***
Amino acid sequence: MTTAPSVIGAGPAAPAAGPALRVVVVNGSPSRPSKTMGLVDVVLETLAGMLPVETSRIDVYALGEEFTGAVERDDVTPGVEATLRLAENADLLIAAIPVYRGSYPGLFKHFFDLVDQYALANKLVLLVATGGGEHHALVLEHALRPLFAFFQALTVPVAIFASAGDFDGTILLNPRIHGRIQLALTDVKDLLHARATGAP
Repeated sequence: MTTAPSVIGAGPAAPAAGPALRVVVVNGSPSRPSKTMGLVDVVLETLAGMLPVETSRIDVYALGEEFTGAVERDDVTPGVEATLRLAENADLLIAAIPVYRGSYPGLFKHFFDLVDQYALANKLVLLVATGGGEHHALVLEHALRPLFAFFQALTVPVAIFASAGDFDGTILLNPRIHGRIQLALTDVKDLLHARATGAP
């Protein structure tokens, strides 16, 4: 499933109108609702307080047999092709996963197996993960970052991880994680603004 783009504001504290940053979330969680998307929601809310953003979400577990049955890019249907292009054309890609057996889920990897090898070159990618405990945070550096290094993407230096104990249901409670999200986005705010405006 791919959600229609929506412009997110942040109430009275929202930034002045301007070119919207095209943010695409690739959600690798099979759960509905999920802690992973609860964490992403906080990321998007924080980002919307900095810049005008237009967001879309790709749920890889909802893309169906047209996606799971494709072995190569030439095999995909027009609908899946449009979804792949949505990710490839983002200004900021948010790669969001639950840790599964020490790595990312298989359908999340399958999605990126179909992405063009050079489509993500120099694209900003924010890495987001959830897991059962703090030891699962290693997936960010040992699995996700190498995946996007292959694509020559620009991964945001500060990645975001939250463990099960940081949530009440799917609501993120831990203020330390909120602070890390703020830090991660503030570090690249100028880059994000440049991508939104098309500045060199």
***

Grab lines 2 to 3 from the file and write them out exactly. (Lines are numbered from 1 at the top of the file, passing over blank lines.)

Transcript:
Repeated sequence: MTTAPSVIGAGPAAPAAGPALRVVVVNGSPSRPSKTMGLVDVVLETLAGMLPVETSRIDVYALGEEFTGAVERDDVTPGVEATLRLAENADLLIAAIPVYRGSYPGLFKHFFDLVDQYALANKLVLLVATGGGEHHALVLEHALRPLFAFFQALTVPVAIFASAGDFDGTILLNPRIHGRIQLALTDVKDLLHARATGAP
């Protein structure tokens, strides 16, 4: 499933109108609702307080047999092709996963197996993960970052991880994680603004 783009504001504290940053979330969680998307929601809310953003979400577990049955890019249907292009054309890609057996889920990897090898070159990618405990945070550096290094993407230096104990249901409670999200986005705010405006 791919959600229609929506412009997110942040109430009275929202930034002045301007070119919207095209943010695409690739959600690798099979759960509905999920802690992973609860964490992403906080990321998007924080980002919307900095810049005008237009967001879309790709749920890889909802893309169906047209996606799971494709072995190569030439095999995909027009609908899946449009979804792949949505990710490839983002200004900021948010790669969001639950840790599964020490790595990312298989359908999340399958999605990126179909992405063009050079489509993500120099694209900003924010890495987001959830897991059962703090030891699962290693997936960010040992699995996700190498995946996007292959694509020559620009991964945001500060990645975001939250463990099960940081949530009440799917609501993120831990203020330390909120602070890390703020830090991660503030570090690249100028880059994000440049991508939104098309500045060199």